LiPo packs also have C ratings that indicate the maximum rate at which a pack can be discharged, with C standing for capacity. A 20C pack can be discharged at a rate 20 times its capacity.

Capacity, therefore, is the third important factor. It's measured in milliamp-hours (mAh). Let's say our 20C pack has a capacity of 4000 mAh. Given what we know about C ratings, we can do the math and determine its maximum discharge at up to 80,000 mA, or 80 A. Similar to ESCs, you need a discharge rate that's higher than the combined draw current of your motors.

LiPos connected in parallel add to capacity (rather than affecting voltage). In turn, the aforementioned S notation is modified. A 3S2P arrangement, for example, consists of two three-cell LiPos connected in parallel.

Batteries do not last forever. They vary in cost, and the pricier LiPos typically last for more cycles than the cheaper ones. A pack will “puff” in its plastic wrap as it gets to the end of its rope. Excessive heat after use is another bad sign.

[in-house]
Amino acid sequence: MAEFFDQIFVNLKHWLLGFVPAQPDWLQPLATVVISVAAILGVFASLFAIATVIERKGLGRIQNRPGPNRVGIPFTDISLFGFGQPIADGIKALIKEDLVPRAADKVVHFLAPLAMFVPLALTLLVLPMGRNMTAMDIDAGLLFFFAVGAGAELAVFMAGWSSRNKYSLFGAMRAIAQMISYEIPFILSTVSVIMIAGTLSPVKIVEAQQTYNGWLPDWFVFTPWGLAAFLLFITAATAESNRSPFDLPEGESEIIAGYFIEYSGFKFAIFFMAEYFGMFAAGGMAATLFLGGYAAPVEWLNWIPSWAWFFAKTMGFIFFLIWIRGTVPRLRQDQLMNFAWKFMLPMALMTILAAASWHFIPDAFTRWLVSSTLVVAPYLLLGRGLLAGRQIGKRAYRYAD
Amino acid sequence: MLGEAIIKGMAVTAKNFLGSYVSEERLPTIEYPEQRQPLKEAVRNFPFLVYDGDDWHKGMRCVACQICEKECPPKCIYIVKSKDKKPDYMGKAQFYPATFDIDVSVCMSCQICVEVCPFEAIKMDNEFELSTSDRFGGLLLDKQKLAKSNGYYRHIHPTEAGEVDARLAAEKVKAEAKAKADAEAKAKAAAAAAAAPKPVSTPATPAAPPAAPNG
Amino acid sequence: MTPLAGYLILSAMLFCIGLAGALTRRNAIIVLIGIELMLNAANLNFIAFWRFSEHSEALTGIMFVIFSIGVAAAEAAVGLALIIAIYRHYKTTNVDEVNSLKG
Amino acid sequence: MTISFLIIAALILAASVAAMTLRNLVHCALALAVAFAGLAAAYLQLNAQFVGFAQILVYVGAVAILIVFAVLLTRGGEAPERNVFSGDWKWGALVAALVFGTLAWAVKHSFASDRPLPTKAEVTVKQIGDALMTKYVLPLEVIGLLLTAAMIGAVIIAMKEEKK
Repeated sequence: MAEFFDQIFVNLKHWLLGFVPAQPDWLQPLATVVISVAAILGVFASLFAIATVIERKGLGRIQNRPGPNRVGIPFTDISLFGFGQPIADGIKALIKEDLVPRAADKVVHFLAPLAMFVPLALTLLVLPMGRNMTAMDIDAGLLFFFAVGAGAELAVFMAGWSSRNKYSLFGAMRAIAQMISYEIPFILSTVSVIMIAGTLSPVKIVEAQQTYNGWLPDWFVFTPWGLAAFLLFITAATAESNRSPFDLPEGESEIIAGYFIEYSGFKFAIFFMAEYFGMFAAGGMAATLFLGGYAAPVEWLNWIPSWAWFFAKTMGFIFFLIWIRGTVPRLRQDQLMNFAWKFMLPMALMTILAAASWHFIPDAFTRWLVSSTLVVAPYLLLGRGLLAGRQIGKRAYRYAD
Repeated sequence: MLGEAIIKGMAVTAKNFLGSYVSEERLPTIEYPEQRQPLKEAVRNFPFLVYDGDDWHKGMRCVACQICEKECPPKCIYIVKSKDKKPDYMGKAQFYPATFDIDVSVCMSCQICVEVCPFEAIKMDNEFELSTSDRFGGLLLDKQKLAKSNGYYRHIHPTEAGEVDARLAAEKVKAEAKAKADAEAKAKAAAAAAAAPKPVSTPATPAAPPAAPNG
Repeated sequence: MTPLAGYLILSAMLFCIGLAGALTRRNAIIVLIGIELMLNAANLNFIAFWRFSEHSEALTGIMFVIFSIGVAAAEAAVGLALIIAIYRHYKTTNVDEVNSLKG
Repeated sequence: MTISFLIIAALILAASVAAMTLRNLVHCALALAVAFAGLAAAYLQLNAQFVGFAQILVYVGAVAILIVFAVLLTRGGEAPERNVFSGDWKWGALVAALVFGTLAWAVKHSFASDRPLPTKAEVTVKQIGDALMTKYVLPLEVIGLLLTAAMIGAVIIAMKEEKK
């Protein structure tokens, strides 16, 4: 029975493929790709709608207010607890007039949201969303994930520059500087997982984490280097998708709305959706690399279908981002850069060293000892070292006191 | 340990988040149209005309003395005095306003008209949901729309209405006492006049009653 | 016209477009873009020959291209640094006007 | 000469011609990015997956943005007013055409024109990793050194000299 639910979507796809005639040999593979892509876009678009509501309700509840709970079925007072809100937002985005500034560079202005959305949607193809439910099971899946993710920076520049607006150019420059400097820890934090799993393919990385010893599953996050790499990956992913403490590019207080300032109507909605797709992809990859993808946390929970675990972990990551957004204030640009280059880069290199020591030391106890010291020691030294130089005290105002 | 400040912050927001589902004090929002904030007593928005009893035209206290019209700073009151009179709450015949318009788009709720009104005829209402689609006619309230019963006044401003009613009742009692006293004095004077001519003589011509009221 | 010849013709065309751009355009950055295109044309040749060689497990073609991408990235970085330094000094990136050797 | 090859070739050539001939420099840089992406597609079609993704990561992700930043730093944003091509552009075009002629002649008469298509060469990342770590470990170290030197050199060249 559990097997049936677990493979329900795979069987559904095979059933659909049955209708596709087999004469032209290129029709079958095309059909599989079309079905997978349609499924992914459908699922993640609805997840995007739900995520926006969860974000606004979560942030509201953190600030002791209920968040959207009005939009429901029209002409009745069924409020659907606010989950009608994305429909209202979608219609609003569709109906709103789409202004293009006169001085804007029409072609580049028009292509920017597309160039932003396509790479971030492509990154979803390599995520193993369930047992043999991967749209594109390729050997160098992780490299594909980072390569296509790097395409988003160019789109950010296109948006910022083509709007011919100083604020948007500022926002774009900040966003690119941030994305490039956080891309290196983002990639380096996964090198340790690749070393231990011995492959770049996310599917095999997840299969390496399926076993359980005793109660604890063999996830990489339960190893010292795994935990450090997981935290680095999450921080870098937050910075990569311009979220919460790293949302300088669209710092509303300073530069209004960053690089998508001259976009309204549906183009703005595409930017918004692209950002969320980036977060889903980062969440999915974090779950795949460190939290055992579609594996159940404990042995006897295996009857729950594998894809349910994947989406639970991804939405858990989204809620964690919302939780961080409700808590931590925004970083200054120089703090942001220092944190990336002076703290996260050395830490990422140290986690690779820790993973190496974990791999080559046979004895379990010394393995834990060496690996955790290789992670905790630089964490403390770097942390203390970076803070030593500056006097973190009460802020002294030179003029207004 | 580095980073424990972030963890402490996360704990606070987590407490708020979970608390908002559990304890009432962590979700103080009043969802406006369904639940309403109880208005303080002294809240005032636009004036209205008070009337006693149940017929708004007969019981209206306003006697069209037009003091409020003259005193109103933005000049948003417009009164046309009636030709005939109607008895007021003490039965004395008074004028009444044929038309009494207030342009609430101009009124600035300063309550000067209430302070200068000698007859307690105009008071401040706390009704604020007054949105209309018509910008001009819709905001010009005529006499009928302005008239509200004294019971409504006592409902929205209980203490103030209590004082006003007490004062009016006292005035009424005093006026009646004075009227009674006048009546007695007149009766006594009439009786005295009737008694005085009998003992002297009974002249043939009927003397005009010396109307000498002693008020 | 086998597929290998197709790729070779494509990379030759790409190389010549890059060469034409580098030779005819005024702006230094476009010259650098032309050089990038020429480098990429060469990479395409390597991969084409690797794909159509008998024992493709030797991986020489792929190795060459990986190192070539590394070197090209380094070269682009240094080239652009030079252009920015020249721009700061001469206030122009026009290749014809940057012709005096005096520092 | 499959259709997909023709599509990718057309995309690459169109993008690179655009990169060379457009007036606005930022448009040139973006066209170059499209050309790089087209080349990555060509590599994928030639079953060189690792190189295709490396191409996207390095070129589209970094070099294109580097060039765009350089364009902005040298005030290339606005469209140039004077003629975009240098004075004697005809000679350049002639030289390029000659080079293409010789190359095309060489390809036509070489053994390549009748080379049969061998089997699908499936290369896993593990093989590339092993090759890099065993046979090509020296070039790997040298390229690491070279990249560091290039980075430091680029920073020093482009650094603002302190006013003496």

The best way to prolong a LiPo’s life is to follow the 80% rule. You should try to avoid discharging more than 80% of the battery's listed capacity (a maximum of 4000 mAh from a 5000 mAh pack, for example). Also, monitor voltage when you're flying, and land before reaching 3.3 V per cell. Voltage falls more rapidly as charge is depleted, and at 3 V per cell, you might drop out of the sky. Some flight controllers have protection mechanisms to help prevent over-discharge.

  • gio2vanni86
    Great article, and quite an amazing beautiful video shot at the end. Been seeing these around, and have really loved the idea of filming at a elevated level. I actually do hope you guys do more of these. I am bookmarking this for future reference. Thank you.
    Reply
  • Joshua M Below
    I'd really like to see build costs.
    Reply
  • freiss
    Darn it, now you've piqued my interest. :-)
    As stated below, a rundown on build costs would be nice. Hey, you could even do a series of FPV articles akin to the PC builds...budget, mid-range, and enthusiast!